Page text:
Progress and not perfection is an important motto. There's no point in draining yourself so that you've pruned or dead headed a plant to perfection if you need to spend the next week in bed and only resurface to have to repeat the same task again. Imperfection is fine if you allow it to be - as it will give you time to enjoy and appreciate your garden.
Some things just won't get done.
For the past few years, I've 'let' the grass grow so I could record the plant species present. While this was a valid reason, it was also because I didn't have the energy to cut the grass! Luckily for me, my wife likes daisies as much as I do. Finding out that I didn't have the energy to cut the grass could have been really stressful to me, but I just found a different way to enjoy my garden instead.
Choose battles wisely.
I don't have the energy to wage persistent battles with pests and diseases. If a plant repeatedly comes down with something - I remove it and replace it with something that's resistant to the problem or not affected by the same problem. It's the same if a dry spell means a plant dies - I just research a better native plant to replace it with.

My nephew assisting.
The best analogy I've heard about having ME is that it's like we're an old worn out battery: We takes ages to charge up and the energy doesn't last long. So make sure you listen to your body and choose enjoying your garden over wearing yourself out trying to maintain it. You could even get family members to help out - we all love to be the supervisor!

This post is part of Gwenfar's Garden #GardeningWithME if you have ME, feel free to join us in making others aware of ME and helping others with ME get into (or back into) gardening.

Next time I'll write about making sure you're comfortable in the garden.


  1. Tim, some really useful sessions there for with ME or other chronic illnesses that want to garden but feel it might be too much. Low energy planting, accepting imperfecting, giving up on resource (your energy) heavy garden items such as hanging baskets - very useful tips.

    It's not always easy to change your habits from when you were well, and takes time to learn to break the tasks down into sub-tasks. But as I know myself, this has made a massive difference in my on ability to Garden with ME. In fact a lot of this info is useful even if you don't have ME.

    I really need to get no. 6 under planning and pacing. I don't yet have a good chair to sit in and I need one that can stay in the garden in all weather - I don't want to have to keep getting it in and out of the shed. Your post is a reminder that I need to sort this!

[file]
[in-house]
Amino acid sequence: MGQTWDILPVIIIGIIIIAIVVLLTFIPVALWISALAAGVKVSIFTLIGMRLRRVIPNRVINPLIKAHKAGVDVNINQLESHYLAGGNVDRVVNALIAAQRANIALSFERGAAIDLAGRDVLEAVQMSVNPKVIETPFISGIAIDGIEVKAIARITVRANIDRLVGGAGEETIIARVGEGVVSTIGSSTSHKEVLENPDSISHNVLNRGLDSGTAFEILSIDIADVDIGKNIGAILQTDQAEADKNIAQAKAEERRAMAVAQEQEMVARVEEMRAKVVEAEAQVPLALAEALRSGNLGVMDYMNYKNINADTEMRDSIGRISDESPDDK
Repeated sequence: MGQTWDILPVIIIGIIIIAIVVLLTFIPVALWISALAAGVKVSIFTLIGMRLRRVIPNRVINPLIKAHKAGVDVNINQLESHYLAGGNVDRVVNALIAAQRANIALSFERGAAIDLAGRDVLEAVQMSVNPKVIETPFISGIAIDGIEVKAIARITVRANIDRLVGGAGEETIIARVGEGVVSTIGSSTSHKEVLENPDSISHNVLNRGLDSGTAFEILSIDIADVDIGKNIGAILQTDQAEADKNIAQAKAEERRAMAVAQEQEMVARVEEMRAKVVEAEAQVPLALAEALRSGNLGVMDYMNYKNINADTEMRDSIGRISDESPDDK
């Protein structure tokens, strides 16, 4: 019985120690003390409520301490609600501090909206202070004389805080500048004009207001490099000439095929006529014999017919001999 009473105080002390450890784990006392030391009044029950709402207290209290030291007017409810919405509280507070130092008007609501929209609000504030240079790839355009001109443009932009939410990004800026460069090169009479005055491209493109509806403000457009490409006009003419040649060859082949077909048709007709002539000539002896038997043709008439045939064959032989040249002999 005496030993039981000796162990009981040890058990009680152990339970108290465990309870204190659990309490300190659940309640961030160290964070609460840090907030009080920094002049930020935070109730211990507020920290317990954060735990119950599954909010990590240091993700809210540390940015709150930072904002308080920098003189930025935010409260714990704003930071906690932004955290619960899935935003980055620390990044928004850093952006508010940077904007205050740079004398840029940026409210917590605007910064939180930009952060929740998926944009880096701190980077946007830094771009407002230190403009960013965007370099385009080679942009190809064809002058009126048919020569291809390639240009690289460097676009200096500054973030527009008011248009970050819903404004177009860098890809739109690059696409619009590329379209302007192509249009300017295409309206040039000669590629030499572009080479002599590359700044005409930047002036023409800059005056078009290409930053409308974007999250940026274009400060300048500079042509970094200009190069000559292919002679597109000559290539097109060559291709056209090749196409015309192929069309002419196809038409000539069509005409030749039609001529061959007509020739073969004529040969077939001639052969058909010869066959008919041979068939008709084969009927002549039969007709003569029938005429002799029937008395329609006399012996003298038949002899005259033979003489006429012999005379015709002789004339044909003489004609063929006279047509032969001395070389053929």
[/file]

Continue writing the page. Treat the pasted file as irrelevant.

For keeping a diary, I'm using the Shoot Gardening website http://www.shootgardening.co.uk/. I add each new plant to the planner as I've planted it, and it sends monthly reminders of things you need to do, based on what plants you have in your planner. It's a useful way of keeping track of what you have and when it needs pruning.

    Great post - I'm sure others will find it as useful as I have.

    1. Hi Julieanne, I'm really glad that you liked the post and think that what I've written is useful. I agree, it can be so difficult to change habits and expectations from when you were well.
      I always liked the look of Shoot Gardening, but can't justify the expense (especially with baby on the way!). I use a free website called Grows on You for keeping track of what I have in the garden and keep a diary separately.
      Thanks for taking the time to comment :)

  2. Great post, full of sane advice. I'm sure my neighbours think I'm bonkers, because I spend hours sat in a lightweight plastic chair staring at areas of my garden before doing a small burst of activity and the returning to the chair. It works energy conservation-wise, and has made me a more thoughtful gardener too. And I completely agree that accepting shaggy grass and choosing unfussy plants is key! Mind you, our lives were transformed by investment in light weight cordless lawnmower and strimmer. Much easier all round. But I still plan on getting rid of the grass in the front garden...

    1. Thank you. That's a really nice comment. Great advice regarding the light weight equipment - I'm hoping to phase out the little bit of grass we have too, but everything takes a long time!


I really enjoy reading and replying to your comments, but please do not use this space for advertising!